Air India on Wednesday asserted that its office circular which prevents union leaders from publicly airing their views about the airline’s affairs was not a ‘gag order’ and a similar order had been upheld earlier by the Bombay High Court.
The ‘gag order’ was one of the crucial issues on which a section of its employees went on a flash strike on Tuesday, disrupting Air India’s flight schedules.
Maintaining that the office order of July 2009, which was upheld by the court, “was only reiterated on May 24, 2010”, the national carrier said some dailies had “interpreted a routine order of the company ... as a ‘gag order’”.
The airline also issued a copy of the Bombay High Court order of April 7, 2010, which said the union leaders were “advised to desist from going public with their statements that have the potential of harming company’s revenue earning prospects”.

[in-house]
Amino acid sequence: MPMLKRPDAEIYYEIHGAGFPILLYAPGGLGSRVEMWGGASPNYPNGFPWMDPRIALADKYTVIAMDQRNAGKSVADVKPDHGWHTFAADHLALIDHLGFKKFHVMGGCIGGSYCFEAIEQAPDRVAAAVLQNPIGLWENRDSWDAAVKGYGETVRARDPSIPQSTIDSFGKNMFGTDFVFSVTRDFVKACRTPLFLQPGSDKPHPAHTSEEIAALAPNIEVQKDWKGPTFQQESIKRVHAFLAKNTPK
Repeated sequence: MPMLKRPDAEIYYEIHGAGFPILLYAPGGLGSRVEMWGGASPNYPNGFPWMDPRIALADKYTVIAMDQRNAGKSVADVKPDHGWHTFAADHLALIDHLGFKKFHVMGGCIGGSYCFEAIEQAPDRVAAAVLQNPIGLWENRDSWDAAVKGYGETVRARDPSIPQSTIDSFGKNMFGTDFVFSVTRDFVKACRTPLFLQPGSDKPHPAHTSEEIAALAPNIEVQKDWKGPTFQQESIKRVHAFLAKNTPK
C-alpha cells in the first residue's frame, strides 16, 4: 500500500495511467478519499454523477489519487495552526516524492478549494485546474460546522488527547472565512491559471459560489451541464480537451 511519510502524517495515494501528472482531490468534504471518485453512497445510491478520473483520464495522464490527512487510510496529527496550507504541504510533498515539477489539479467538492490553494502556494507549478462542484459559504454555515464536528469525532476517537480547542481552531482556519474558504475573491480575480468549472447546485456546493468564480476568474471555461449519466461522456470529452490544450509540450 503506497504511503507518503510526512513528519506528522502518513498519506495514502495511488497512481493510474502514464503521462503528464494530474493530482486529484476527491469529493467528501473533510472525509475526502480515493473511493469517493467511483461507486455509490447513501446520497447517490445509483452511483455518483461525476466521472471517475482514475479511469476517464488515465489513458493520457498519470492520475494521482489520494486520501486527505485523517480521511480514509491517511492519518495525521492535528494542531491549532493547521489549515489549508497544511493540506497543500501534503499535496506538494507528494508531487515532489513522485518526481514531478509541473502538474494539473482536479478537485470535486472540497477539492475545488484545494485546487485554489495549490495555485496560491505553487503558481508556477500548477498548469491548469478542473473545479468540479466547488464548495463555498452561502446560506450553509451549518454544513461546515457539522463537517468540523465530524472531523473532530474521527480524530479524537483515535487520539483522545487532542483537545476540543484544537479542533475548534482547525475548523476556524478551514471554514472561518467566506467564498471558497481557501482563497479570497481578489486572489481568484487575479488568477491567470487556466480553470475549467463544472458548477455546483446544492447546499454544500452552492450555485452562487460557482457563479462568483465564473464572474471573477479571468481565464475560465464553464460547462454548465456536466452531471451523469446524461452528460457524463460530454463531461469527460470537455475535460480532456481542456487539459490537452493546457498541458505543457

“Therefore, it is clear that there is no blanket ban on the right of the employees as office bearers of Unions/ Associations/Guilds for freely airing views in the media, except for the aforesaid restriction,” the court had said.
The court had given the ruling on the 2009 office order after it was challenged by the Aviation Industry Employees Guild, which had claimed that it was “violative of their fundamental rights to freedom of speech”.
Air India said in a statement that it was “fully committed to upholding the fundamental rights of citizens enshrined in the Constitution. The airline hopes that the above clarification will set at rest any misgivings”.